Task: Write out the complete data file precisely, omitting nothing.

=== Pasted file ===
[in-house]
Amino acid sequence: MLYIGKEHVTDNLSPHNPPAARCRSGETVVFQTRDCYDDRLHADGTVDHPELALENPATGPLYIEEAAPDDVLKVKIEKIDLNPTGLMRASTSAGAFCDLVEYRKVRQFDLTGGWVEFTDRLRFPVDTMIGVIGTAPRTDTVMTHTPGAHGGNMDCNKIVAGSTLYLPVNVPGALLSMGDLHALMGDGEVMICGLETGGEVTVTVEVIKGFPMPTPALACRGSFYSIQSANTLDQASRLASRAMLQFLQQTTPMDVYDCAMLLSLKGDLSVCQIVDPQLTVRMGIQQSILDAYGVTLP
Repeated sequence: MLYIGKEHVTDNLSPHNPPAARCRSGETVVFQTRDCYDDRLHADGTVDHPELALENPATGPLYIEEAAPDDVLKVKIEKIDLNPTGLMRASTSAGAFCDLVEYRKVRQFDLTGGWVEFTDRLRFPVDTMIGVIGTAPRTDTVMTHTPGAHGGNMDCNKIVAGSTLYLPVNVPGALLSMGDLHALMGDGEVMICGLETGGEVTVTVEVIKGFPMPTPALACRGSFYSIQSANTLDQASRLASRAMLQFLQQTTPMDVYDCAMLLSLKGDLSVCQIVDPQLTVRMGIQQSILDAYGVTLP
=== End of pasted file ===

[in-house]
Amino acid sequence: MLYIGKEHVTDNLSPHNPPAARCRSGETVVFQTRDCYDDRLHADGTVDHPELALENPATGPLYIEEAAPDDVLKVKIEKIDLNPTGLMRASTSAGAFCDLVEYRKVRQFDLTGGWVEFTDRLRFPVDTMIGVIGTAPRTDTVMTHTPGAHGGNMDCNKIVAGSTLYLPVNVPGALLSMGDLHALMGDGEVMICGLETGGEVTVTVEVIKGFPMPTPALACRGSFYSIQSANTLDQASRLASRAMLQFLQQTTPMDVYDCAMLLSLKGDLSVCQIVDPQLTVRMGIQQSILDAYGVTLP
Repeated sequence: MLYIGKEHVTDNLSPHNPPAARCRSGETVVFQTRDCYDDRLHADGTVDHPELALENPATGPLYIEEAAPDDVLKVKIEKIDLNPTGLMRASTSAGAFCDLVEYRKVRQFDLTGGWVEFTDRLRFPVDTMIGVIGTAPRTDTVMTHTPGAHGGNMDCNKIVAGSTLYLPVNVPGALLSMGDLHALMGDGEVMICGLETGGEVTVTVEVIKGFPMPTPALACRGSFYSIQSANTLDQASRLASRAMLQFLQQTTPMDVYDCAMLLSLKGDLSVCQIVDPQLTVRMGIQQSILDAYGVTLP